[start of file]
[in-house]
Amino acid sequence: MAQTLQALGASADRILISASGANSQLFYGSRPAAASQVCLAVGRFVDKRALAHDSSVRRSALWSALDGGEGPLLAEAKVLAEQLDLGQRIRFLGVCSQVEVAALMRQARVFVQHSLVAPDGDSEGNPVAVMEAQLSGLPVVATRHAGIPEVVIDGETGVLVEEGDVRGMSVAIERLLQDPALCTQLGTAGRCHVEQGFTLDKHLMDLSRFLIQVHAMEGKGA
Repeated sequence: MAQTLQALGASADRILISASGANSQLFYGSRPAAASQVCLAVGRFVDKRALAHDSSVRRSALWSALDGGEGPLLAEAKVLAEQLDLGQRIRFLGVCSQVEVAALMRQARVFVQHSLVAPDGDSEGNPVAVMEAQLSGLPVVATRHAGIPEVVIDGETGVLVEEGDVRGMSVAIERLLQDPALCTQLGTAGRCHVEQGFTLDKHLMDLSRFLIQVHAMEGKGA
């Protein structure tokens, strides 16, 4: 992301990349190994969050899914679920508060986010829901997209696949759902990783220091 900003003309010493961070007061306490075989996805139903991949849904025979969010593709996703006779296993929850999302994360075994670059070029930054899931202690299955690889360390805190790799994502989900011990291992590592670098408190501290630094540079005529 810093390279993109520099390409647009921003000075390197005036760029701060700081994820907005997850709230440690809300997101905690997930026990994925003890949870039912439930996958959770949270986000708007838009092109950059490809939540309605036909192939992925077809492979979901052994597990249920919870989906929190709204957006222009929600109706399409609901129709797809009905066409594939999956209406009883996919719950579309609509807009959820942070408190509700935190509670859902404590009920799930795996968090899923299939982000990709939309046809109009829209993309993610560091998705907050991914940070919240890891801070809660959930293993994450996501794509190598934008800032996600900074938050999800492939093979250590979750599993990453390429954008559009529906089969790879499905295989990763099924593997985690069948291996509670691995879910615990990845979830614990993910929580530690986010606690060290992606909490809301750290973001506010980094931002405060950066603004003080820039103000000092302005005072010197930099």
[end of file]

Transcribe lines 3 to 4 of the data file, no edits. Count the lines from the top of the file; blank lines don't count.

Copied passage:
Repeated sequence: MAQTLQALGASADRILISASGANSQLFYGSRPAAASQVCLAVGRFVDKRALAHDSSVRRSALWSALDGGEGPLLAEAKVLAEQLDLGQRIRFLGVCSQVEVAALMRQARVFVQHSLVAPDGDSEGNPVAVMEAQLSGLPVVATRHAGIPEVVIDGETGVLVEEGDVRGMSVAIERLLQDPALCTQLGTAGRCHVEQGFTLDKHLMDLSRFLIQVHAMEGKGA
């Protein structure tokens, strides 16, 4: 992301990349190994969050899914679920508060986010829901997209696949759902990783220091 900003003309010493961070007061306490075989996805139903991949849904025979969010593709996703006779296993929850999302994360075994670059070029930054899931202690299955690889360390805190790799994502989900011990291992590592670098408190501290630094540079005529 810093390279993109520099390409647009921003000075390197005036760029701060700081994820907005997850709230440690809300997101905690997930026990994925003890949870039912439930996958959770949270986000708007838009092109950059490809939540309605036909192939992925077809492979979901052994597990249920919870989906929190709204957006222009929600109706399409609901129709797809009905066409594939999956209406009883996919719950579309609509807009959820942070408190509700935190509670859902404590009920799930795996968090899923299939982000990709939309046809109009829209993309993610560091998705907050991914940070919240890891801070809660959930293993994450996501794509190598934008800032996600900074938050999800492939093979250590979750599993990453390429954008559009529906089969790879499905295989990763099924593997985690069948291996509670691995879910615990990845979830614990993910929580530690986010606690060290992606909490809301750290973001506010980094931002405060950066603004003080820039103000000092302005005072010197930099």